Although facts are sometimes discovered by an author, they are not themselves works of authorship. As Professor Nimmer remarked, '[o]ne who discovers an otherwise unknown fact may well have performed a socially useful function, but the discovery as such does not render him an 'author' in either the constitutional or statutory sense.' [FN91] Authorship requires originality of expression, not merely the discovery of a fact.

The fifth circuit has also expressed the opinion that facts are akin to discoveries, not original works:

Obviously, a fact does not originate with the author of a book describing the fact. Neither does it originate with one who 'discovers' the fact. 'The discoverer merely finds and records. He may not claim that the facts are 'original' with him although there may be originality and hence authorship in the manner of reporting, i.e., the 'expression,' of the facts.' [FN92]

A 'discovery' has been judicially defined as the 'disclosure of an hitherto unknown fact, principle, or theory.' [FN93] Such discoveries are the substance of the work of scientists, but discoveries, along with ideas, *464 procedures, and processes, are not copyrightable 'regardless of the form in which they are described, explained, illustrated, or embodied' in an original work of authorship. [FN94] Accordingly, scientific data do not meet the requirement that copyright subject matter be an expression owing its 'origin' to an author.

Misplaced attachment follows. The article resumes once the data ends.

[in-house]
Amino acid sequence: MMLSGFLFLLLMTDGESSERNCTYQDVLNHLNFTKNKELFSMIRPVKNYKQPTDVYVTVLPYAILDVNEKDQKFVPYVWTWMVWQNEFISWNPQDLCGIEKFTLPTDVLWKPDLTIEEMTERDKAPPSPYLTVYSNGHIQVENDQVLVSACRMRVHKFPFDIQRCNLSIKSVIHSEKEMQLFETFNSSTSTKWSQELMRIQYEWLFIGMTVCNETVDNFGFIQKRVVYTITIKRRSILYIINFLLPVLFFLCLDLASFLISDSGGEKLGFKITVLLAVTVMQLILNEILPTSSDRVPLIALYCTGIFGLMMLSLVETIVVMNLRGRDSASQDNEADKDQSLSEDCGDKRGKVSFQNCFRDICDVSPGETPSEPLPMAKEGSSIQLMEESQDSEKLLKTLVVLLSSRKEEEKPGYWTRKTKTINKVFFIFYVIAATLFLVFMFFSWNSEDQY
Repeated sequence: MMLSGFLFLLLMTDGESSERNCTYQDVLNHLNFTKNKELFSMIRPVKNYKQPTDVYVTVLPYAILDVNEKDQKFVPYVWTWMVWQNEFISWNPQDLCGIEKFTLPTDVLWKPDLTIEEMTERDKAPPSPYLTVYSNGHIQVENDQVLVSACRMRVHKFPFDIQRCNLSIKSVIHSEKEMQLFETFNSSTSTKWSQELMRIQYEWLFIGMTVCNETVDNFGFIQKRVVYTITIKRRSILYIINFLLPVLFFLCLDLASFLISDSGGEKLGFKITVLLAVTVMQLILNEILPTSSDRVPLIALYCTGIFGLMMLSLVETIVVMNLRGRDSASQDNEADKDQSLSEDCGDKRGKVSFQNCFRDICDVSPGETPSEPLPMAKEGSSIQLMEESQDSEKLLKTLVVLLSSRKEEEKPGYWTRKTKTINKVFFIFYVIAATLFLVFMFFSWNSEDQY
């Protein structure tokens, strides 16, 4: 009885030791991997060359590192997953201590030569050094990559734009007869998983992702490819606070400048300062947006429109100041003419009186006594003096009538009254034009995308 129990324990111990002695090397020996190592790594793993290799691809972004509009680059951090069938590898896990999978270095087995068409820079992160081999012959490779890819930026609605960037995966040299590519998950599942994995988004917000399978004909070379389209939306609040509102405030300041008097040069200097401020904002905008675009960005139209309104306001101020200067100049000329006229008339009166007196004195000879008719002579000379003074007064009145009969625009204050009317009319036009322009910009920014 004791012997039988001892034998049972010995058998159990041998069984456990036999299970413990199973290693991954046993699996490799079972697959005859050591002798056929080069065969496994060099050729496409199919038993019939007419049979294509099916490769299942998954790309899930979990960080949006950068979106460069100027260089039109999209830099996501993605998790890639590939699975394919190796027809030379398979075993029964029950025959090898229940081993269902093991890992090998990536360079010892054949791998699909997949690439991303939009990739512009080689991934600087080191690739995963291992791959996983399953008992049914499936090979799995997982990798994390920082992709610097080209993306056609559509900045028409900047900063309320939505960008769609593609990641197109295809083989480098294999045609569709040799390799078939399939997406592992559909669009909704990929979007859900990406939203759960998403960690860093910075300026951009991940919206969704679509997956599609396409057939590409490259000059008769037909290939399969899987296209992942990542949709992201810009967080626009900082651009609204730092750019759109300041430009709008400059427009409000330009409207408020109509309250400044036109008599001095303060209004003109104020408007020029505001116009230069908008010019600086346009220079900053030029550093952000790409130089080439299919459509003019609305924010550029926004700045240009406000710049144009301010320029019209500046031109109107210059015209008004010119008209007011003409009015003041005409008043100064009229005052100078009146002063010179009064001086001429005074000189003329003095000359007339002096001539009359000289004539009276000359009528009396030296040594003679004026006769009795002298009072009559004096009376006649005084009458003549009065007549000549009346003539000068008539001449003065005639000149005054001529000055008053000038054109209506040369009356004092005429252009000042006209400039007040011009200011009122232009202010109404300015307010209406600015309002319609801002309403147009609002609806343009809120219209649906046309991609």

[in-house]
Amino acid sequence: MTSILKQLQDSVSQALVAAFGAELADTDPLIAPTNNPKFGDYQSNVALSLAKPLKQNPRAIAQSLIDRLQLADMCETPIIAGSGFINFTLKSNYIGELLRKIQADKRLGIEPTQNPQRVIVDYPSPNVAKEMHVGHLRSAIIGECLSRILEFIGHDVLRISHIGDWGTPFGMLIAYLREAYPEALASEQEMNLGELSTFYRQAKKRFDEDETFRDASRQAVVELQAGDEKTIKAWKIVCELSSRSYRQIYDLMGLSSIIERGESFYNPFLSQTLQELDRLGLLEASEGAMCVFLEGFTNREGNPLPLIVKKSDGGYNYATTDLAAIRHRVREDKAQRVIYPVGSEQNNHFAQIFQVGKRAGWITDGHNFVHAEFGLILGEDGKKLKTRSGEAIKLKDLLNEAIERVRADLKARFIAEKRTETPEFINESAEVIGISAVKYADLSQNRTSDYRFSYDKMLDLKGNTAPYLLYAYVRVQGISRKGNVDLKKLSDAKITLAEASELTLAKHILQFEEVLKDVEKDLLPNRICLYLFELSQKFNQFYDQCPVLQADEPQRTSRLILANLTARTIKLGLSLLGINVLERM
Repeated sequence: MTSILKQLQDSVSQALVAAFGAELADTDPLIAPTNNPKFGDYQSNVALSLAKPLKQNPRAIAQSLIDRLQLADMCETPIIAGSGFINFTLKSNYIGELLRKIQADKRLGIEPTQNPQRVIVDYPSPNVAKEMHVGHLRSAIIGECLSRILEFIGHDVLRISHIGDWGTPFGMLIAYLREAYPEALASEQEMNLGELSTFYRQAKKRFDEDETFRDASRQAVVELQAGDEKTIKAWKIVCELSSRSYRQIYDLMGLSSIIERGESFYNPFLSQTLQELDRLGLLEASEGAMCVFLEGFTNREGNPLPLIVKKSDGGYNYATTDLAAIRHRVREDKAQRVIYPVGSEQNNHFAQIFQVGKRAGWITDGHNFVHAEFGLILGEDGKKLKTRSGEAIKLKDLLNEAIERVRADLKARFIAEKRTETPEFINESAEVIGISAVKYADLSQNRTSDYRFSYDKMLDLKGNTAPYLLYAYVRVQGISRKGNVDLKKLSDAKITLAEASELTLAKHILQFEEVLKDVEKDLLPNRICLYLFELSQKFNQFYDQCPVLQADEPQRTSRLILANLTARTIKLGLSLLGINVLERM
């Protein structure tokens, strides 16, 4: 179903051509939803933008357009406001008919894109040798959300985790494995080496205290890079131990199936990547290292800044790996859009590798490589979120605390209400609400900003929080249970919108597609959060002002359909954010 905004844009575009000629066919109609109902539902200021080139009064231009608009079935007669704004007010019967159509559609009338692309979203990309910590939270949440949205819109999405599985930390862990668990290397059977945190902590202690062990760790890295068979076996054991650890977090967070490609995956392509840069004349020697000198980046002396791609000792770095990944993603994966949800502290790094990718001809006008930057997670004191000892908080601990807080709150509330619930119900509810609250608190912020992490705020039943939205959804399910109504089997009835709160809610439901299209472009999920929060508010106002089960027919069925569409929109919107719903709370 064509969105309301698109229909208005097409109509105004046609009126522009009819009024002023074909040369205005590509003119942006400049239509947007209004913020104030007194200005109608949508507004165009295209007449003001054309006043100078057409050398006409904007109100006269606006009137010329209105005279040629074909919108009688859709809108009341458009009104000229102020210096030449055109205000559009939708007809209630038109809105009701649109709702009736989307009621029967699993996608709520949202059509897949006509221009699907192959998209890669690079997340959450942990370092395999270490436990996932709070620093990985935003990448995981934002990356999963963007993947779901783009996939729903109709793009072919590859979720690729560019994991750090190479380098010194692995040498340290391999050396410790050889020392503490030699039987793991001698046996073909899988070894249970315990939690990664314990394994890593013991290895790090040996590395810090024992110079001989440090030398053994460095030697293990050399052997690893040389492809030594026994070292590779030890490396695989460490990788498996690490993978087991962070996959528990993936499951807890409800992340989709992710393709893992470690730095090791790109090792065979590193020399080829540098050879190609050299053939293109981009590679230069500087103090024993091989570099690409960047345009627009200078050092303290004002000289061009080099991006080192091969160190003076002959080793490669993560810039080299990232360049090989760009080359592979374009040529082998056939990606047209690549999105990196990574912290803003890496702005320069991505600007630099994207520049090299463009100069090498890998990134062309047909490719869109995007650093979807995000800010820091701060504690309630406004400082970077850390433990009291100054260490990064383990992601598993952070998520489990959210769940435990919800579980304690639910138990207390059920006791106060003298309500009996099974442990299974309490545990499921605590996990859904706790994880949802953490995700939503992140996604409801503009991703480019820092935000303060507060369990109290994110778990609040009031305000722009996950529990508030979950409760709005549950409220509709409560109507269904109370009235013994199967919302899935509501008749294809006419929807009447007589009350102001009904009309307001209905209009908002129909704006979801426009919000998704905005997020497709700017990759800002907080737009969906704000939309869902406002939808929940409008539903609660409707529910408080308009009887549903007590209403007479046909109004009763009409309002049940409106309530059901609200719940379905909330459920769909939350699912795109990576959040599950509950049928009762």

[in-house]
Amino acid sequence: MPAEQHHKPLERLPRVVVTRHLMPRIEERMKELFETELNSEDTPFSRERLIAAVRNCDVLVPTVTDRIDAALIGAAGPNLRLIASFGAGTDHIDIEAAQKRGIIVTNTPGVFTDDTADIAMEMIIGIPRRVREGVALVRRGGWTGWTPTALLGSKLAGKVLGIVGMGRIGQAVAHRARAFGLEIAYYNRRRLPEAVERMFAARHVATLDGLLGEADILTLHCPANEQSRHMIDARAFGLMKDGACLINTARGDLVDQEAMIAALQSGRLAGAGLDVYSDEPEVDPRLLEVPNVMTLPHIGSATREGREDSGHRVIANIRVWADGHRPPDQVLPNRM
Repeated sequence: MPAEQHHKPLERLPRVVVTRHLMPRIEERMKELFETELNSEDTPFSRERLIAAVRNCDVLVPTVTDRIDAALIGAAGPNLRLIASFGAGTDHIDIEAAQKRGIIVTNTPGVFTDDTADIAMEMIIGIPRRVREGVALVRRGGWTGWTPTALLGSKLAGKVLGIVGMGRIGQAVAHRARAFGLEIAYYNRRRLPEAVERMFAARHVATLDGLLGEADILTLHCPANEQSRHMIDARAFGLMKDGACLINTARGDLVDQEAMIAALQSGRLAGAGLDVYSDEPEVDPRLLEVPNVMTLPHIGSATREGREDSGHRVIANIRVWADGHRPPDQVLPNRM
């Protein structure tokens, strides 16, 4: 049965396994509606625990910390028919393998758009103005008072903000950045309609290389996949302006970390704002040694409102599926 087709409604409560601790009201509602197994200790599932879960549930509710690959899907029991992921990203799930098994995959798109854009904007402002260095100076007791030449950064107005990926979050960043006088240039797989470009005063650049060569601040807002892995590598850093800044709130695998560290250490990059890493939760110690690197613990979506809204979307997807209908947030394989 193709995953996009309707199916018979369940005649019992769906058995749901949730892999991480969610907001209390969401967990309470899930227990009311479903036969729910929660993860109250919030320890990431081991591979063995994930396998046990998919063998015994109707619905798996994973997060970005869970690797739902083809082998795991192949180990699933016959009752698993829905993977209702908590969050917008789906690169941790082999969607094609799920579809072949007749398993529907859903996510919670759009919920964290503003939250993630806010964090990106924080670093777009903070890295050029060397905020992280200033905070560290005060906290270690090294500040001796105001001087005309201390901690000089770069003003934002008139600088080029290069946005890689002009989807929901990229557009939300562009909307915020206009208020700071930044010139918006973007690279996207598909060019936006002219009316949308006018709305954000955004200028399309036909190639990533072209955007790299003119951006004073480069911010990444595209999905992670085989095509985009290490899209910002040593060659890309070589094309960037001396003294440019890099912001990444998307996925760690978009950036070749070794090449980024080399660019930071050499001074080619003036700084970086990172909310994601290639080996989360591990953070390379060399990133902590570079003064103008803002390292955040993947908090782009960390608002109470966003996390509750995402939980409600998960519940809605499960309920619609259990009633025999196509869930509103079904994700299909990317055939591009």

2. Facts as Expressions of Theory

Post-empiricist philosophers believe that a scientist mixes theory with observation to generate facts [FN95] in such a manner that all data are 'expressions' of an underlying theory. [FN96] In other words, there are no 'bare facts' since every fact is 'an event as we see it' [FN97] reflecting the theory of a particular scientist. The copyright argument is thus that a scientist's world view influences what she deems 'facts' [FN98] and that therefore, her observation and record of data creates a tangible 'expression' of her ideas and theories.

However, even if raw data are theory-laden, the data present the facts from one point of view in a very simple manner. Scientists select questions to answer and experiments to perform, thereby preselecting the type of data that will result and providing in advance a framework with which to interpret the data. This preselection does not mean that the recorded data have any additional 'expression' in them. Every fact requires some conceptualization, but raw data includes no expression apart from this bare conceptualization. [FN99] Through creativity and labor, scientists carefully phrase their questions, but nature supplies the answers.